In a way, it’s surprising how few people file tort claims against the city of Boise because tree branches fell on their cars or houses.
Over the 12 months between the beginning of last July and the end of June, the city received 18 tree-related tort claims. That puts trees among the most common causes for torts, but the number pales when you consider Boise has 40,000 to 50,000 trees in public rights-of-way.
Tort claims are legal notices that a plaintiff intends to sue a governing body. The city received more than 130 between July 2015 and June 2016. Besides tree issues, other common causes for these notices include sewer lines backing up into people’s basements, accidents involving police and other city-owned vehicles, as well as pedestrians tripping on sidewalks.
Boise rarely pays out on legal action stemming from branches that fall from trees. Since 2010, tree-related tort claims led to just four payments from the city totaling $6,260, risk specialist Jonny Bush said. That’s out of around 100 total tree-related claims during that time.
The last time Boise paid a property owner for a tree-related claim was after a limb fell on a property owner’s fence in November 2015. The damages totaled $260.
In most of those cases, Bush said, the city knew a tree had been damaged and had scheduled a repair or other response, such as removal, but didn’t get to it before a branch fell and caused some kind of property damage.
WHO OWNS WHAT?
Boise’s complex lines of responsibility for trees give people a good excuse for assuming the city government is responsible for tree-caused damage.
Most tree-related torts over the past year concerned trees located in the strip of ground between a sidewalk and a curb. That strip is a public right-of-way. In Boise, it belongs to Ada County Highway District. So do the trees planted in it.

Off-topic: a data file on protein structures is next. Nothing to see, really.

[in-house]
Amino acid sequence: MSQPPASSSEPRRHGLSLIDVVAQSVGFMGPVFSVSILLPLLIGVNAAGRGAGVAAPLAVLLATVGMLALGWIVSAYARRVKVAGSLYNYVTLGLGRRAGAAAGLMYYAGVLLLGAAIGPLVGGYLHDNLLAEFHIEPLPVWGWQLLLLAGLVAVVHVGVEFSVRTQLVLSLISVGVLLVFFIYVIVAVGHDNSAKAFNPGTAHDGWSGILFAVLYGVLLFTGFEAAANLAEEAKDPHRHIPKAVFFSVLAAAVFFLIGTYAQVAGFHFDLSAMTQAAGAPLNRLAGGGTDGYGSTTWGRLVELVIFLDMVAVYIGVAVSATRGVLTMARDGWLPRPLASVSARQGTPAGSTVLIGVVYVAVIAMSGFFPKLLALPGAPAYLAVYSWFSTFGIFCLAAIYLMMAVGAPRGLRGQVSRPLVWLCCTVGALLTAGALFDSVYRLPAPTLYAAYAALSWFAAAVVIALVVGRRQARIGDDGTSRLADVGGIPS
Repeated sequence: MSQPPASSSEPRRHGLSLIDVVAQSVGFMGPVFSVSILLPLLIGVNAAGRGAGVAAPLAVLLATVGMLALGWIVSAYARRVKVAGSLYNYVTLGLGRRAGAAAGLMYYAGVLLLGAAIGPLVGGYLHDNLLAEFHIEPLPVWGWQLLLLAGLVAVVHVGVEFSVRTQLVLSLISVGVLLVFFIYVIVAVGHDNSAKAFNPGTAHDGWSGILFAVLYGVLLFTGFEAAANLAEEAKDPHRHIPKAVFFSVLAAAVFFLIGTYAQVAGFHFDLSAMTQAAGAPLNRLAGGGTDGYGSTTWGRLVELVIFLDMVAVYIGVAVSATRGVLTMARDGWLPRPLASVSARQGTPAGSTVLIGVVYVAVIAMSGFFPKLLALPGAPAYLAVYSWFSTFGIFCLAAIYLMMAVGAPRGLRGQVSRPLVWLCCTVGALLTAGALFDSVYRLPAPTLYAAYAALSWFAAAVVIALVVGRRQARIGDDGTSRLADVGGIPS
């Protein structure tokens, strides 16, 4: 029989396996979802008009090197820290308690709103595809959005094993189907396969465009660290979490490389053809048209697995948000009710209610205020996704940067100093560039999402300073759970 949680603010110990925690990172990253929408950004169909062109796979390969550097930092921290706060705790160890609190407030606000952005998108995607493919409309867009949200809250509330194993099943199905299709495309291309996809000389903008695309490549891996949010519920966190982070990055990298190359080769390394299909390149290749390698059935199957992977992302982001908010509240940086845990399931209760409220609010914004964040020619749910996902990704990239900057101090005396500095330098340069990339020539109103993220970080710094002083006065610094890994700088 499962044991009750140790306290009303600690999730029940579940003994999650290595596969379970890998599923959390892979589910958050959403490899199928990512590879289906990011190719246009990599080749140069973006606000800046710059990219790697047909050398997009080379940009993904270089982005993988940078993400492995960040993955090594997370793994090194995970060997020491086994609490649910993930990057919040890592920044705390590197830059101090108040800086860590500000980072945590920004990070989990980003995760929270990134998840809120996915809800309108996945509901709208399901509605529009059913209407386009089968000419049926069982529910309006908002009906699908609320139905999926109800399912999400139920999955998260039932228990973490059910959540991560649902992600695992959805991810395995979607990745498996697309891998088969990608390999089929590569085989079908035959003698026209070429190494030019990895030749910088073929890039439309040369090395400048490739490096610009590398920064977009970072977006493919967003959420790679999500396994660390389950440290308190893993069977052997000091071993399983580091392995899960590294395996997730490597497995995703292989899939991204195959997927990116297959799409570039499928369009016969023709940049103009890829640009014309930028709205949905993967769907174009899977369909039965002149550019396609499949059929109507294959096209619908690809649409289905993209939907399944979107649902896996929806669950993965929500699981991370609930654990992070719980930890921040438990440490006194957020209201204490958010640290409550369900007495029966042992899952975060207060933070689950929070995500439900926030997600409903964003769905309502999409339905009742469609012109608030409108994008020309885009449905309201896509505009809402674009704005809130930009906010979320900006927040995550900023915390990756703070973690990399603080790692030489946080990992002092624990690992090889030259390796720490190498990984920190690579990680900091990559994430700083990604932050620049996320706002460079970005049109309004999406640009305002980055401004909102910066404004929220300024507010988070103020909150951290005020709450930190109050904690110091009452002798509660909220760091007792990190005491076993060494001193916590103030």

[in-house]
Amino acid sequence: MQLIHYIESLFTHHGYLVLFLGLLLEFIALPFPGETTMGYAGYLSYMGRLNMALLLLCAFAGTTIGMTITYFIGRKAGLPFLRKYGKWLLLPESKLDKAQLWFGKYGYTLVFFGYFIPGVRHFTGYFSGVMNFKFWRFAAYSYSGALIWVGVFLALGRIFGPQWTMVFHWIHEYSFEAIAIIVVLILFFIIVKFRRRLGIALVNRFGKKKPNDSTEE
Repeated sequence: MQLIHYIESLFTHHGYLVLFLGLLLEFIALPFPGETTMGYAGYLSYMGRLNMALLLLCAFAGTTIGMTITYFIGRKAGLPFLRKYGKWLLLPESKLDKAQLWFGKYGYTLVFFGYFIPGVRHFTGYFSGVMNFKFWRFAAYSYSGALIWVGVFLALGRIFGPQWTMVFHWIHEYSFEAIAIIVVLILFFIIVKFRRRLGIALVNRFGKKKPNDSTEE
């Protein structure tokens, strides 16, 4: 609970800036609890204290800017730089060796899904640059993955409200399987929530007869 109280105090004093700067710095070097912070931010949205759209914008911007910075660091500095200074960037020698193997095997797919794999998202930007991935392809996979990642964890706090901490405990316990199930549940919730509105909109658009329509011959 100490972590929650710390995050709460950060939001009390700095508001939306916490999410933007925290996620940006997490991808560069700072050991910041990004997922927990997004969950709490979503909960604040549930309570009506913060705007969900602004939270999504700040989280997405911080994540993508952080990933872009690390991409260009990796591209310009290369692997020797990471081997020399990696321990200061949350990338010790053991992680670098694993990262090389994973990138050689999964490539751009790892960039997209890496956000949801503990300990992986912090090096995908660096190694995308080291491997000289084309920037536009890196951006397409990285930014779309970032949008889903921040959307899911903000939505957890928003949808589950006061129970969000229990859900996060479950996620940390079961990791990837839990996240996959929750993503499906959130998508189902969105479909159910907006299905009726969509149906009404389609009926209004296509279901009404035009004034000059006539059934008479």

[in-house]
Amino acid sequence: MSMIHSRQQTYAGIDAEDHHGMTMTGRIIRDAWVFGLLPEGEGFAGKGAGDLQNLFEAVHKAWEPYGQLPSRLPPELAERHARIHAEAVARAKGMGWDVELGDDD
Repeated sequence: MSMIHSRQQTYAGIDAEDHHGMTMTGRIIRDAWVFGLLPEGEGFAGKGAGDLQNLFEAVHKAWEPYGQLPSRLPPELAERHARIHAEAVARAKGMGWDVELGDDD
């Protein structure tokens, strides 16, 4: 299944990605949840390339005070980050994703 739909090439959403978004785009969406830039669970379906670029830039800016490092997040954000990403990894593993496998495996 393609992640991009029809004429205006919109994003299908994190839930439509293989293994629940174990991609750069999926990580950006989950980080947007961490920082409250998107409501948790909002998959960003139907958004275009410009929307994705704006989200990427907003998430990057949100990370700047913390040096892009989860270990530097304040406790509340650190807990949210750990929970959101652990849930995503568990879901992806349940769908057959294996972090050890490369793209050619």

But the highway district doesn’t landscape the right-of-way strip or take any responsibility for the trees, spokeswoman Nicole Du Bois said in an email.
So what about the city? It has a Community Forestry program, after all.
“The city does have a limited budget where we do pruning in certain areas of the city every year on those trees, but it typically isn’t enough to really constitute full care of the trees,” city forester Brian Jorgenson said. “Now, we do our best. We tackle the trees that are the worst and try to address trees that have large, dead limbs or are bad structurally in some way.”
But Boise government also is not strictly responsible for tree maintenance.
Instead, the owner of the land next to the right-of-way bears that responsibility because of a city law titled “Boise Tree Ordinance.” The original law dates back to 1952 and has been updated a few times in the past 20 years. It states that private landowners are responsible for routine maintenance, including pruning and removal, of trees in public rights-of-way touching their properties.
That’s why it’s so rare for the city to accept responsibility for property damage caused by public trees.
Most homeowners insurance policies would cover the damages from trees or branches falling on homes or other structures, such as fences and outbuildings, said Dave Mulder, a consumer affairs officer for the Idaho Department of Insurance. Similarly, comprehensive car insurance typically would cover falling tree damage to the policy-holder’s vehicle.
However, most commercial policies don’t cover damage to other people’s property, such as cars or homes, Mulder said.
The City of Trees may have gotten its name from native cottonwood groves along the Boise River — a corruption of the French phrase meaning “wooded river” — but maples are the most common trees here now.
Silver maples in particular were a favorite of Boiseans in the early 1900s, Jorgenson said. The species has several benefits and some serious drawbacks. It grows fast and provides lots of shade. On the other hand, Jorgenson said, it’s brittle and prone to decay, and its shallow root system often damages sidewalks, curbs and other infrastructure.